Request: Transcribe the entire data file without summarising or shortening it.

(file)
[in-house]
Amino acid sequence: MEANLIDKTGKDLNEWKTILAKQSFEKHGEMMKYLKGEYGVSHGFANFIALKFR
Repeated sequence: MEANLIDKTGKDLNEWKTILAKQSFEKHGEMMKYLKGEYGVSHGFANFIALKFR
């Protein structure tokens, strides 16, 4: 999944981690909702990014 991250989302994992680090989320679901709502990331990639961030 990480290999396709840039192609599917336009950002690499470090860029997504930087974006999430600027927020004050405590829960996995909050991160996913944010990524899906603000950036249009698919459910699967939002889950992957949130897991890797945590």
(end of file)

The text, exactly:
[in-house]
Amino acid sequence: MEANLIDKTGKDLNEWKTILAKQSFEKHGEMMKYLKGEYGVSHGFANFIALKFR
Repeated sequence: MEANLIDKTGKDLNEWKTILAKQSFEKHGEMMKYLKGEYGVSHGFANFIALKFR
């Protein structure tokens, strides 16, 4: 999944981690909702990014 991250989302994992680090989320679901709502990331990639961030 990480290999396709840039192609599917336009950002690499470090860029997504930087974006999430600027927020004050405590829960996995909050991160996913944010990524899906603000950036249009698919459910699967939002889950992957949130897991890797945590």